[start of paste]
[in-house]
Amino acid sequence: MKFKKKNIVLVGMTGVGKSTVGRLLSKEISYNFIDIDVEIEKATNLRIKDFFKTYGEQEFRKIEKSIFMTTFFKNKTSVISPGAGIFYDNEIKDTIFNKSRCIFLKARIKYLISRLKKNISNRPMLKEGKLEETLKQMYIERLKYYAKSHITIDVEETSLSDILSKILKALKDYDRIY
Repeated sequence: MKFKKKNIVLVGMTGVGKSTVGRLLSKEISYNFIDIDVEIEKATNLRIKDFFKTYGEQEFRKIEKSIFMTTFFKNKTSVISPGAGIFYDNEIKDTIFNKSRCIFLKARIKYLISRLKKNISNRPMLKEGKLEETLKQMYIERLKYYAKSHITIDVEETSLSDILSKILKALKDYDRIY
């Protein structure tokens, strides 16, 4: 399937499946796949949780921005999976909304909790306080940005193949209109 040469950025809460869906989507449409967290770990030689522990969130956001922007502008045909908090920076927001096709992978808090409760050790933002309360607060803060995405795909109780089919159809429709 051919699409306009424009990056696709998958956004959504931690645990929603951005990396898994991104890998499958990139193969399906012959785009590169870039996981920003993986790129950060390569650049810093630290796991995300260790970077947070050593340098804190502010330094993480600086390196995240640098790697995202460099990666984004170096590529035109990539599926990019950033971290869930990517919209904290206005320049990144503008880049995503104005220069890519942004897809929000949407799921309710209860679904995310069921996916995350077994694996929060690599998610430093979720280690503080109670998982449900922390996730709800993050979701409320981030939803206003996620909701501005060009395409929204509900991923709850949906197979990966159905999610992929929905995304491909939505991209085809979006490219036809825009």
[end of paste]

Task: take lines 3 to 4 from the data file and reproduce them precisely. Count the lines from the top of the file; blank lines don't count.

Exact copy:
Repeated sequence: MKFKKKNIVLVGMTGVGKSTVGRLLSKEISYNFIDIDVEIEKATNLRIKDFFKTYGEQEFRKIEKSIFMTTFFKNKTSVISPGAGIFYDNEIKDTIFNKSRCIFLKARIKYLISRLKKNISNRPMLKEGKLEETLKQMYIERLKYYAKSHITIDVEETSLSDILSKILKALKDYDRIY
């Protein structure tokens, strides 16, 4: 399937499946796949949780921005999976909304909790306080940005193949209109 040469950025809460869906989507449409967290770990030689522990969130956001922007502008045909908090920076927001096709992978808090409760050790933002309360607060803060995405795909109780089919159809429709 051919699409306009424009990056696709998958956004959504931690645990929603951005990396898994991104890998499958990139193969399906012959785009590169870039996981920003993986790129950060390569650049810093630290796991995300260790970077947070050593340098804190502010330094993480600086390196995240640098790697995202460099990666984004170096590529035109990539599926990019950033971290869930990517919209904290206005320049990144503008880049995503104005220069890519942004897809929000949407799921309710209860679904995310069921996916995350077994694996929060690599998610430093979720280690503080109670998982449900922390996730709800993050979701409320981030939803206003996620909701501005060009395409929204509900991923709850949906197979990966159905999610992929929905995304491909939505991209085809979006490219036809825009």